I am in a hotel room in York, Pennsylvania. We are in York to pick up a tractor, but not until tomorrow. My two best friends are watching Desperate Housewives, while I am sitting at the table trying to concentrate on Montaigne.
That probably makes me sound like a snob but I hardly care. I enjoy Montaigne. He helps me to think and at the moment I am thinking about writing. Of course, I am always thinking about writing…
Earlier, we had dinner at the Greek restaurant across the highway from the hotel. We sat in the lounge.
The barmaid served us quickly while talking to a man sitting at the bar. Her conversation moved between Greek and English. The man said almost nothing. They smoked slowly from the same cigarette. Every few minutes the she looked up to see if we needed another round.
The next morning, it’s something of an adventure to get the tractor loaded. We really have no idea what we are doing. Ultimately, the kid who works in the yard takes pity on us and loads the tractor onto the trailer. In return, we agree to return to the highway using the most ridiculous route the kid could dream up. It’s long, winding detour through the country.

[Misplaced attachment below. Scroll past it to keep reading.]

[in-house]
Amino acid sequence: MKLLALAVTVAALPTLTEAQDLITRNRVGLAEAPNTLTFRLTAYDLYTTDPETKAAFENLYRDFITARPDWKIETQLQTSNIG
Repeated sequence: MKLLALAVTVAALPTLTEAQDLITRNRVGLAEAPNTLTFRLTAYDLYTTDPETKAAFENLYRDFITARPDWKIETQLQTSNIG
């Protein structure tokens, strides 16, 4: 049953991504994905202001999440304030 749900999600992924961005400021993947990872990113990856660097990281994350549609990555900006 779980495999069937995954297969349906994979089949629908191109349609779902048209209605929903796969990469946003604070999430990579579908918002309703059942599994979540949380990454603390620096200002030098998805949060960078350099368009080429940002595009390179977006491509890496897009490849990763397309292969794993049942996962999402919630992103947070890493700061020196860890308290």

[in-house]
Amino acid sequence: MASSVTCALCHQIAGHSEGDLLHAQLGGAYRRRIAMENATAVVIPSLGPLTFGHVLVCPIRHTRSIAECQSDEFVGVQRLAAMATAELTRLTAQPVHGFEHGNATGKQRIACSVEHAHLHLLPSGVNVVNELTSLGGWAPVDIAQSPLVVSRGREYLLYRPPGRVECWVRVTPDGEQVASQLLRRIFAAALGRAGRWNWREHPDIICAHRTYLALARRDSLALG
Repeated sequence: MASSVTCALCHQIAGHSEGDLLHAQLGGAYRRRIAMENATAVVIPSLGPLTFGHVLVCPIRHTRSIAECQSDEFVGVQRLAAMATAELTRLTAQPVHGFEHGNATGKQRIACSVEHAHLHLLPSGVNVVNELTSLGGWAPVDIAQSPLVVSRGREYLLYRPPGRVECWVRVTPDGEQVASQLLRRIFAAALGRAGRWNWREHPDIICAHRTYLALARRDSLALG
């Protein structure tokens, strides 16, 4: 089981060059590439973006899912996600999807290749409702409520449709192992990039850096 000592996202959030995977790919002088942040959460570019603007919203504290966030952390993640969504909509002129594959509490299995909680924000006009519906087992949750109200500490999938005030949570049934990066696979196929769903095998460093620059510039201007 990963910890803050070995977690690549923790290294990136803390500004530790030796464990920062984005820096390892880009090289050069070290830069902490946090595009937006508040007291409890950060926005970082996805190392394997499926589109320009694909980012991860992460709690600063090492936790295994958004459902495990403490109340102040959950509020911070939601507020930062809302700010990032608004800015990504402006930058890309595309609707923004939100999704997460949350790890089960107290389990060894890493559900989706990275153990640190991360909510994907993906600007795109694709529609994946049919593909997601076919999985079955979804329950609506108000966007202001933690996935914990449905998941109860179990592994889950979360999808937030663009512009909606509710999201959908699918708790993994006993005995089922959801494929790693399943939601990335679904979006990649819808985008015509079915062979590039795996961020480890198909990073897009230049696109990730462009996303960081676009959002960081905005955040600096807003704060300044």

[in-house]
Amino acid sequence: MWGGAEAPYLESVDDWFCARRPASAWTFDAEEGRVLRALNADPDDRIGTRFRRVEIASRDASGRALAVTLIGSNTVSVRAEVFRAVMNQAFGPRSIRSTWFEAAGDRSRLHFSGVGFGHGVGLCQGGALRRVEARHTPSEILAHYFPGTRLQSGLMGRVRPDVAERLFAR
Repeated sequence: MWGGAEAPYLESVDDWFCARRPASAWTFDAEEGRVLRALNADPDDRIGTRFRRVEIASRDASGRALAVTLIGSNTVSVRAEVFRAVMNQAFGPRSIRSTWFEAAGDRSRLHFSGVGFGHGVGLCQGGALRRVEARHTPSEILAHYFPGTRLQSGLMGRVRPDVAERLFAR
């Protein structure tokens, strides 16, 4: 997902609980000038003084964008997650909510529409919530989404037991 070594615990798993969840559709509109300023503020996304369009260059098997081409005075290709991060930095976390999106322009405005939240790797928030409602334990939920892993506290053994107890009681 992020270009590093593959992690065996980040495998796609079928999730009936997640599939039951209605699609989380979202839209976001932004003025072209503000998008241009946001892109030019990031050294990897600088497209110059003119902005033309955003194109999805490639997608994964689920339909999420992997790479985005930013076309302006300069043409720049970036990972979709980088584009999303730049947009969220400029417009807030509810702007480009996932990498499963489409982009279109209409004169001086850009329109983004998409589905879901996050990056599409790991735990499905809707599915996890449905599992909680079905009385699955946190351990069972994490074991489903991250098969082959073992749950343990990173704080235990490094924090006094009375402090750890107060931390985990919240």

I wonder what it must have been like to fight on such rough terrain. My vision of the nineteenth century is invariably dulled by still landscapes and thoughts of men with flowing hair, but as with any time, it was alive with consequence. Soldiers charging up hills, bone tired, yet pressed on. A hail of bullets ripping the air about them, raining down from positions above. The agony and anguish of cannon-fire and the moments of triumph. Did that exist?
We’re having lunch at a diner. According to the radar, a heavy snow is coming. If we move quickly, we’ll stay ahead of it. I’m waiting for pecan pie and coffee.
In the mountains, it starts to snow. We’ve been together long enough that all of our conversations have worn through.
At first, the snow swirls and blows off the road. Eventually it sticks. The van has a hard time maintaining traction in the slush but soon we get beyond the reach of the snow and the road clears.
I sketch pictures of the landscape in my notebook. I think of the portraits I’ve gather on this trip, but there’s nothing coherent enough to be a story.
How I Almost Started Writing is a series of brief portraits focused on the times in my life where I found myself on the verge of focusing solely on the writing life.